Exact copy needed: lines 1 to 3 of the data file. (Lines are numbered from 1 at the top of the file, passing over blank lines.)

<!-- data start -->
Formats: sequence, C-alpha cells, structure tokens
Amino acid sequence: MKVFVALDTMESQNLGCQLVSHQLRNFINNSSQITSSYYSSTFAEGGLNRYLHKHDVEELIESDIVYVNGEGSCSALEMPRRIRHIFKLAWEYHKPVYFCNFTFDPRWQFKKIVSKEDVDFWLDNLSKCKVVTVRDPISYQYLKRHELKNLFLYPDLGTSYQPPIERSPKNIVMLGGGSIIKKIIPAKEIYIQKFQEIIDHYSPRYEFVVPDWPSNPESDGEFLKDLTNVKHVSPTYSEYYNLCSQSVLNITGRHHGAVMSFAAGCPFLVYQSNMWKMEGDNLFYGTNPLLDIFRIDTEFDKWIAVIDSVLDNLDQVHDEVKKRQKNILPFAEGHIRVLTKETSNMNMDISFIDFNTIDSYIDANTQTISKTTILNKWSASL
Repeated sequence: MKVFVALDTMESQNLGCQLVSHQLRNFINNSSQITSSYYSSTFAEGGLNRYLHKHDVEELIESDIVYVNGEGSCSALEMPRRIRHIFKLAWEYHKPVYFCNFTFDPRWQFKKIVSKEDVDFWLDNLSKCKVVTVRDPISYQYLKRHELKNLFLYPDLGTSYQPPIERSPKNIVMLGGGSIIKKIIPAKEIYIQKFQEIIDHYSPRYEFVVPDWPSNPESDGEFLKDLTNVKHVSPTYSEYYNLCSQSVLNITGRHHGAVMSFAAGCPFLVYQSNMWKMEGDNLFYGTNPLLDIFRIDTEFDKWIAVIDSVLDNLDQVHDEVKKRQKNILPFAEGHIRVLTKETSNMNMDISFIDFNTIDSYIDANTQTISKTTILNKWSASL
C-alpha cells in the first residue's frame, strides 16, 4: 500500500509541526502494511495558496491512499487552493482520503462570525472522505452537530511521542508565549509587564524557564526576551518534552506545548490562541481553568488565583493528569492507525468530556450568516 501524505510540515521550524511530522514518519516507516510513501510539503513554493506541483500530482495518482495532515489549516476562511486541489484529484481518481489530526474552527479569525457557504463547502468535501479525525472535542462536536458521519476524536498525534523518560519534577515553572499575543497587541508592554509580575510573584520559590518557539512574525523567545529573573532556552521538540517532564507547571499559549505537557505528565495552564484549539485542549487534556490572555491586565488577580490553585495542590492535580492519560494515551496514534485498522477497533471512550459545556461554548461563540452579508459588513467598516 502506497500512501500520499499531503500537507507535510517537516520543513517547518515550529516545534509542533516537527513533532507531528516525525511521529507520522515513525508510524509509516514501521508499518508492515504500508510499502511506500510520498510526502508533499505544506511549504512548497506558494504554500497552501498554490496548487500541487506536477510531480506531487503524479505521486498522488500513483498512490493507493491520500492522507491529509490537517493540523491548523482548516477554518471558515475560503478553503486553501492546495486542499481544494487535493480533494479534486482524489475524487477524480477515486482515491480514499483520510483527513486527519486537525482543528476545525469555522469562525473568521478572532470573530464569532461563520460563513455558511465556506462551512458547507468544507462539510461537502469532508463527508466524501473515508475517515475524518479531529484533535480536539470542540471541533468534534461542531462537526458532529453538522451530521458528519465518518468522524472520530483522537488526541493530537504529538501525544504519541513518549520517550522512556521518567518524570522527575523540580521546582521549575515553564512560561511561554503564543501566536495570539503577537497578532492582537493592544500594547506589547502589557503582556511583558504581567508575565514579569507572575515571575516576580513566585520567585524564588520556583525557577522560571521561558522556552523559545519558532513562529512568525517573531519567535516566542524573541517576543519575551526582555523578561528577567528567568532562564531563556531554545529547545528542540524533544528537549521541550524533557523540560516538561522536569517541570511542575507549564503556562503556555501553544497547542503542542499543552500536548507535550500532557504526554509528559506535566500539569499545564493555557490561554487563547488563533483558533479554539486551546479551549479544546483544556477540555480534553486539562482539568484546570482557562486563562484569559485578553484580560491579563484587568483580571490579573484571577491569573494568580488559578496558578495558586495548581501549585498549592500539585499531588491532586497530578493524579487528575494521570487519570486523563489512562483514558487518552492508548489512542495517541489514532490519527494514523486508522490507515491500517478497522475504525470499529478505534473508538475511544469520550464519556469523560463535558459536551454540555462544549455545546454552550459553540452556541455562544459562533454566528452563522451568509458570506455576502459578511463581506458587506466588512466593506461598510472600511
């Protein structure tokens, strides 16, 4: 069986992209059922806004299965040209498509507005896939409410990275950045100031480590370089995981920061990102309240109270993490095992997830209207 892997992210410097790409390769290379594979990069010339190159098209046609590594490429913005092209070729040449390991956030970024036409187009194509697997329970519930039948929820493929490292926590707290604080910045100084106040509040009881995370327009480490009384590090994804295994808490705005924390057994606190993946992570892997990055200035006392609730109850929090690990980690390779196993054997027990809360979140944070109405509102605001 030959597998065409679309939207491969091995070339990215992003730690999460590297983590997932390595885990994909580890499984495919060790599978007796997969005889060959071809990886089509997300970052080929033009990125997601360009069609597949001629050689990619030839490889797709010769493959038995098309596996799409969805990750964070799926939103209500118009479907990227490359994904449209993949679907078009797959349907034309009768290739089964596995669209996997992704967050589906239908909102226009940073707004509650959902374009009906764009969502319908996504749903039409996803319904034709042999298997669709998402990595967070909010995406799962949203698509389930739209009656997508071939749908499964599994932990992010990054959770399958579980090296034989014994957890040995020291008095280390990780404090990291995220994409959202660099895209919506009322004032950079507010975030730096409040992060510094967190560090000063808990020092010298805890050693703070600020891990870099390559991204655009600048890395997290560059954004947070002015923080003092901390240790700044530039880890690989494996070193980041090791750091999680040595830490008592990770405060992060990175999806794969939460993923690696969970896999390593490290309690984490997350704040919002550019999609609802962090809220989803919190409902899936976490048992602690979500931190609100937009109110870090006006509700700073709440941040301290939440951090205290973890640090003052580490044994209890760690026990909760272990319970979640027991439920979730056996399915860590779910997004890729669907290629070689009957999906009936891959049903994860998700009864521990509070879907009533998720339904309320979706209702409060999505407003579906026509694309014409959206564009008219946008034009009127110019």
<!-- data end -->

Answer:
Formats: sequence, C-alpha cells, structure tokens
Amino acid sequence: MKVFVALDTMESQNLGCQLVSHQLRNFINNSSQITSSYYSSTFAEGGLNRYLHKHDVEELIESDIVYVNGEGSCSALEMPRRIRHIFKLAWEYHKPVYFCNFTFDPRWQFKKIVSKEDVDFWLDNLSKCKVVTVRDPISYQYLKRHELKNLFLYPDLGTSYQPPIERSPKNIVMLGGGSIIKKIIPAKEIYIQKFQEIIDHYSPRYEFVVPDWPSNPESDGEFLKDLTNVKHVSPTYSEYYNLCSQSVLNITGRHHGAVMSFAAGCPFLVYQSNMWKMEGDNLFYGTNPLLDIFRIDTEFDKWIAVIDSVLDNLDQVHDEVKKRQKNILPFAEGHIRVLTKETSNMNMDISFIDFNTIDSYIDANTQTISKTTILNKWSASL
Repeated sequence: MKVFVALDTMESQNLGCQLVSHQLRNFINNSSQITSSYYSSTFAEGGLNRYLHKHDVEELIESDIVYVNGEGSCSALEMPRRIRHIFKLAWEYHKPVYFCNFTFDPRWQFKKIVSKEDVDFWLDNLSKCKVVTVRDPISYQYLKRHELKNLFLYPDLGTSYQPPIERSPKNIVMLGGGSIIKKIIPAKEIYIQKFQEIIDHYSPRYEFVVPDWPSNPESDGEFLKDLTNVKHVSPTYSEYYNLCSQSVLNITGRHHGAVMSFAAGCPFLVYQSNMWKMEGDNLFYGTNPLLDIFRIDTEFDKWIAVIDSVLDNLDQVHDEVKKRQKNILPFAEGHIRVLTKETSNMNMDISFIDFNTIDSYIDANTQTISKTTILNKWSASL